Challenging the dominant view of a broken and discontinuous dramatic culture in Scotland, this book outlines the variety and richness of the nation's performance traditions and multilingual theatre history. Brown illuminates enduring strands of hybridity and diversity which use theatre and theatricality as a means of challenging establishment views, and of exploring social, political, and religious change. He describes the ways in which politically and religiously divisive moments in Scottish history, such as the Reformation and political Union, fostered alternative dramatic modes and means of expression. This major revisionist history also analyses the changing relationships between drama, culture, and political change in Scotland in the 20th and 21st centuries, drawing on the work of an extensive range of modern and contemporary Scottish playwrights and drama practitioners.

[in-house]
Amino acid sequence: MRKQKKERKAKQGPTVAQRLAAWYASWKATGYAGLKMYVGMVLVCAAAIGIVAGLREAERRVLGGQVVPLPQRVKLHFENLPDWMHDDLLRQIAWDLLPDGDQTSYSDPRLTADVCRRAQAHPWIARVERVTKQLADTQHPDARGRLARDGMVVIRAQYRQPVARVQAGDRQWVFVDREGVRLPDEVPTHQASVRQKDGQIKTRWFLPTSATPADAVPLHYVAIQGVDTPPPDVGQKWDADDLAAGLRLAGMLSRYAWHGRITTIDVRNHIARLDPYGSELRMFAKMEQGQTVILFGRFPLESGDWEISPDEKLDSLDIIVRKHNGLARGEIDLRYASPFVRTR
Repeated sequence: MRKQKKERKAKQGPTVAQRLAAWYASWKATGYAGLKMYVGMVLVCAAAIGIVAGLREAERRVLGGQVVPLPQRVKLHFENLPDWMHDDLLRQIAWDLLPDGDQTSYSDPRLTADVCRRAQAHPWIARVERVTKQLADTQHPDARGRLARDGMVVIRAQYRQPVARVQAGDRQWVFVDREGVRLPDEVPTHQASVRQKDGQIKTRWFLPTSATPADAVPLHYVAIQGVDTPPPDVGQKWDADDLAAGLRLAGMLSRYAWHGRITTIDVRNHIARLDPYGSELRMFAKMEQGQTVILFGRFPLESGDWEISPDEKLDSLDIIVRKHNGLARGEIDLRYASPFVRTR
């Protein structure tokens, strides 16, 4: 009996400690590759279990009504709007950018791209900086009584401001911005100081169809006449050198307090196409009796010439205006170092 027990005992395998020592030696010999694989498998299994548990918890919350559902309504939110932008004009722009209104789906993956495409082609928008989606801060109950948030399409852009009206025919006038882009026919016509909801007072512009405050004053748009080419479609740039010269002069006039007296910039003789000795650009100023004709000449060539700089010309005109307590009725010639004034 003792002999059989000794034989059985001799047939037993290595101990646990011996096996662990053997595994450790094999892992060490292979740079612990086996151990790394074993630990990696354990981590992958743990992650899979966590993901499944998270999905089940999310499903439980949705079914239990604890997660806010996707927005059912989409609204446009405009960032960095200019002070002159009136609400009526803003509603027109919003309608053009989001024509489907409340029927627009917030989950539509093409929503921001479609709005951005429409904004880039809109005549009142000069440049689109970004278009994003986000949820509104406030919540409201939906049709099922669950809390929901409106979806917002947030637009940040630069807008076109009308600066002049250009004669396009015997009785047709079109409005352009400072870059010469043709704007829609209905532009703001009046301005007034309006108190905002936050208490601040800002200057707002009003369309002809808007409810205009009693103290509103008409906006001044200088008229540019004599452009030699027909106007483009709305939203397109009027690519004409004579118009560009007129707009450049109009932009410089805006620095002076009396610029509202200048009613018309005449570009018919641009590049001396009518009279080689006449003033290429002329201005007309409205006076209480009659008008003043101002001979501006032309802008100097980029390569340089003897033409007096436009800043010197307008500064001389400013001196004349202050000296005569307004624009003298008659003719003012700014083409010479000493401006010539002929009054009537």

|Publisher:||Brill Academic Publishers, Inc.|
|Series:||SCROLL: Scottish Cultural Review of Language and Literature Series , #22|
|Product dimensions:||0.63(w) x 0.94(h) x 0.02(d)|
About the Author
Ian Brown is a playwright, poet and Professor of Drama at Kingston University, London. Until recently Chair of the Scottish Society of Playwrights, he was General Editor of the Edinburgh History of Scottish Theatre (2007) and editor of From Tartan to Tartanry: Scottish Culture, History and Myth (2010) and The Edinburgh Companion to Scottish Drama (2011). He has published widely on theatre, cultural policy and literature and language.
Table of Contents
AcknowledgementsLiterary tradition and diversity of languageHybridity and cultural gravity: crossing boundaries in Scottish culturesScots language: personal, political, social and commercialThe historiography of Scottish drama and public performancePublic enactments, gender, community and languageTwentieth-century drama, innovation and the Scots leidBorder-crossing, popular theatre and performative modesDiversification, language, gender and sexualityRethinking dramaturgyAppendix: The box-office appeal of new plays in Scots – some reflectionsIndex